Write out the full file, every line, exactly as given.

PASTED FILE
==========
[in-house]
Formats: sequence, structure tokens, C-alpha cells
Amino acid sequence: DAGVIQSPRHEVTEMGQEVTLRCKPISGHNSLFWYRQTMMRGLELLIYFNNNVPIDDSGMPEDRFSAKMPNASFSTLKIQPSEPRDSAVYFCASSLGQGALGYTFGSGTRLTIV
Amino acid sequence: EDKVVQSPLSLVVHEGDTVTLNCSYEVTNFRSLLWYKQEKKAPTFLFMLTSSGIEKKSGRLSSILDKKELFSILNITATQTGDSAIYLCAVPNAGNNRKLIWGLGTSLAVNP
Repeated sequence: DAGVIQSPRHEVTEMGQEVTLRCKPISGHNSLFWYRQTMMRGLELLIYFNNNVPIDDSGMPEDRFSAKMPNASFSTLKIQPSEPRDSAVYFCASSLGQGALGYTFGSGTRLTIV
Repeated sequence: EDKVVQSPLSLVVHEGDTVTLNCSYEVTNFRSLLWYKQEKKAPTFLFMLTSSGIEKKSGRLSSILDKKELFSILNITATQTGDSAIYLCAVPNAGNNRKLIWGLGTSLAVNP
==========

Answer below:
[in-house]
Formats: sequence, structure tokens, C-alpha cells
Amino acid sequence: DAGVIQSPRHEVTEMGQEVTLRCKPISGHNSLFWYRQTMMRGLELLIYFNNNVPIDDSGMPEDRFSAKMPNASFSTLKIQPSEPRDSAVYFCASSLGQGALGYTFGSGTRLTIV
Amino acid sequence: EDKVVQSPLSLVVHEGDTVTLNCSYEVTNFRSLLWYKQEKKAPTFLFMLTSSGIEKKSGRLSSILDKKELFSILNITATQTGDSAIYLCAVPNAGNNRKLIWGLGTSLAVNP
Repeated sequence: DAGVIQSPRHEVTEMGQEVTLRCKPISGHNSLFWYRQTMMRGLELLIYFNNNVPIDDSGMPEDRFSAKMPNASFSTLKIQPSEPRDSAVYFCASSLGQGALGYTFGSGTRLTIV
Repeated sequence: EDKVVQSPLSLVVHEGDTVTLNCSYEVTNFRSLLWYKQEKKAPTFLFMLTSSGIEKKSGRLSSILDKKELFSILNITATQTGDSAIYLCAVPNAGNNRKLIWGLGTSLAVNP